Anyway, one possibility is to sell the GNX and buy a Spider Valve (assuming it sounds good) but this route has a few limitations. Firstly, the SV doesn't appear to have a headphone socket and I'd like to keep that option to keep my wife sane. Secondly, I like the range of options that are on the GNX as the SV is a bit more limited and if the SV uses Pod XTL type effects and models then I'm inclined to think my GNX is better.

    This gives me a few different options and questions with the SV and I'd really appreciate it if anyone has an opinion, advice and experience.

    1) I could simply use the GNX when I need headphones and the SV at all other times

    2) Could I simply plug the GNX into the SV power amp and get the best of both worlds? In this scenario I'd be using the SV like an Atomic amp but would the SV colour the sound more?

    3) Is it possible to connect to the SV normally and then run a line out of the preamp to the GNX, use the GNX purely for effects and then run the GNX back into the power amp stage? Actually, I'm not even sure if the GNX will work purely as an effects unit!

    4) Is it possible (I'm not technically minded) to split the signal from my guitar so that I could use a footswitch to move between the SV and my GNX through the power amp?

    5) Is the SV that elusive beast; a tube amp that will work well at bedroom levels as well as screaming? I've shied away from tube amps previously for that reason but I believe this, like an Atomic, is more flexible.

    Sorry if some of these points sound daft but I'd really like to know. The PA speakers I'm looking at would be about £300 - £350 so a SV wouldn't require that much more saving and would be worth it if it gave me that elusive tone we're all after. Overall I love my GNX but like all modellers it misses that real tube warmth and I'm assuming the SV provides that. Of course, another option is to go with an Atomic amp but I can't try that in advance and why should I if the SV can do the same thing at less cost?
  • joerockerjoerocker Posts: 44
    I don't think you'll EVER match the sound of headphones through anything besides headphones. The sound is isolated and in perfect stereo. Good luck...
  • DoadmanDoadman Posts: 71
    Well, an awful lot has happened in the last couple of weeks. I've been playing around with this problem of a good amp for a modelling unit for a while now and found a lot of solutions that weren't perfect. A powered PA speaker was very good but it wasn't like playing through a real valve amp. My GNX sounded great but a number of patches remained stubbornly digital in nature. After lots of research I decided to try valve amps but not the Atomic as it would tie me to modellers forever and I couldn't try it first. This search was narrowed to 3; the Spider Valve, the VC30 and the DSL401. I never got to try the VC30 but here's what happened with the other 2:

    The Spider Valve is incredibly versatile and I can see that there is a clear market for this out there. Surely other manufacturers will do something similar in the future. The valve power amp really brought the poor Line 6 amp models to life but not all patches worked equally well. Some remained very digital and at times it felt like I was listening to my GNX. Not a bad thing but not what I wanted. Furthermore, of the 3 amps I'd narrowed it down to, this was the most expensive and would still have limited use without the optional floorboard. It's good but it's not good enough to warrant the price in my opinion.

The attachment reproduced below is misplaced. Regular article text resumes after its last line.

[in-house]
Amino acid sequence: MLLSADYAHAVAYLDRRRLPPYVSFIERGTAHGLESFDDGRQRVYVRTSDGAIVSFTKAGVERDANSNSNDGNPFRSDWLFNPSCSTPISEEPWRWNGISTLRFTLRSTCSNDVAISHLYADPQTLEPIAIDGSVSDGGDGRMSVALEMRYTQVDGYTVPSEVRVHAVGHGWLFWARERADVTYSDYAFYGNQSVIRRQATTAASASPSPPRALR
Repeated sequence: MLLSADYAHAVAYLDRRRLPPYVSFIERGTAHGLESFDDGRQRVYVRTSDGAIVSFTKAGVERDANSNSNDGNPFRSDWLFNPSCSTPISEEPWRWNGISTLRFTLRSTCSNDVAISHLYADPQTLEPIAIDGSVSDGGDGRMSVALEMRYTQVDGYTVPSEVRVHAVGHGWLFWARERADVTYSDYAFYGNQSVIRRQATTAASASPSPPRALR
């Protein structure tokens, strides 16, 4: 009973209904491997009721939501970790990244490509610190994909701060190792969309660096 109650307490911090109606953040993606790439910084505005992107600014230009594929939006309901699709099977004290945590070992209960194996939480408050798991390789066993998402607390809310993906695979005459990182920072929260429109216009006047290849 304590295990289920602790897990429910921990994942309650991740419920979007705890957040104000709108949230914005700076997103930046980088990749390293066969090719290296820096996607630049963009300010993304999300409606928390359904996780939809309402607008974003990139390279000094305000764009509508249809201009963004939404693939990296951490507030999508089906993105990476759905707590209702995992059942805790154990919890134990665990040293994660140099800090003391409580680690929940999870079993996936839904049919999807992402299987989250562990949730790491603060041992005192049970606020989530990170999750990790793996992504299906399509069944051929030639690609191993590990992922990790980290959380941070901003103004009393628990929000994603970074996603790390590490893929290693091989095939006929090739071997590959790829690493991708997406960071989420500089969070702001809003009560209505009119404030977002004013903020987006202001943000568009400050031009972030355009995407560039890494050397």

The Marshall DSL401 was really quite good. The clean channel was much better than I expected though still with limited headroom. The overdrive channels remind me very strongly of my youth and I just loved the tone. It wasn't perfect but then I didn't spend long playing with it. The cheapest I could find this was £450.

    Having arrived home I started to look on ebay and found a DSL401 that was only a year old, never gigged and in mint condition. Furthermore, the stock speaker was changed to a Celestion G12T-75 and it had just been fitted with a new set of JJ Tesla valves. Apparently these modifications give it more bottom end, greater definition and more overall clarity. At £280 it seemed like a good deal so I bought it.

    I like the idea of modelling units very much but in practical terms it is just too much trouble to find decent amplification for them to make them work. It is therefore with some regret that I have decided to go down the route of a traditional guitar amp. I will use the GNX for practice when I need headphones and will use it in the effects loop just for effects. In the short term that is all I should need. The other development in the last couple of weeks is that I've been invited to join a band as lead guitarist and while they don't play my first love of Rock/Metal (they do 60s material), it should still be excellent experience for a guy who has never played in front of anyone in his life. For this type of sound my new set up should be ideal and in the longer term, when I'm looking for very high gain on the amp, I'll simply buy a pedal like a Seymour Duncan Twin Tube Mayhem to run through the clean channel or a Tube Screamer to give the overdrive a little more kick.